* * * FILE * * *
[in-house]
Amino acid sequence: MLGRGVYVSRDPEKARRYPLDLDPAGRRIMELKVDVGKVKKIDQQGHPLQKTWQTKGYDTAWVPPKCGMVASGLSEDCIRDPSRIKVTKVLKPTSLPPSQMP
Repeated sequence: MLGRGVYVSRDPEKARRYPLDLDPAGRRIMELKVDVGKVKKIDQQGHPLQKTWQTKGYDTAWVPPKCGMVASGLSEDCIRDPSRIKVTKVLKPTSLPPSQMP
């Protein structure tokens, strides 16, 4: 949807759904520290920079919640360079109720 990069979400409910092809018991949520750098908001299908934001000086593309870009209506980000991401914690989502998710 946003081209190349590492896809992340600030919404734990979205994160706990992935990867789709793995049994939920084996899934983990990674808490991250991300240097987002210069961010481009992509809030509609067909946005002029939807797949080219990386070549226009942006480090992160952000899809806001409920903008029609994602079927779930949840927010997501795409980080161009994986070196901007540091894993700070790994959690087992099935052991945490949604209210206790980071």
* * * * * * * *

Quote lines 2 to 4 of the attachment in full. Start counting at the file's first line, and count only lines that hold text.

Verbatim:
Amino acid sequence: MLGRGVYVSRDPEKARRYPLDLDPAGRRIMELKVDVGKVKKIDQQGHPLQKTWQTKGYDTAWVPPKCGMVASGLSEDCIRDPSRIKVTKVLKPTSLPPSQMP
Repeated sequence: MLGRGVYVSRDPEKARRYPLDLDPAGRRIMELKVDVGKVKKIDQQGHPLQKTWQTKGYDTAWVPPKCGMVASGLSEDCIRDPSRIKVTKVLKPTSLPPSQMP
């Protein structure tokens, strides 16, 4: 949807759904520290920079919640360079109720 990069979400409910092809018991949520750098908001299908934001000086593309870009209506980000991401914690989502998710 946003081209190349590492896809992340600030919404734990979205994160706990992935990867789709793995049994939920084996899934983990990674808490991250991300240097987002210069961010481009992509809030509609067909946005002029939807797949080219990386070549226009942006480090992160952000899809806001409920903008029609994602079927779930949840927010997501795409980080161009994986070196901007540091894993700070790994959690087992099935052991945490949604209210206790980071």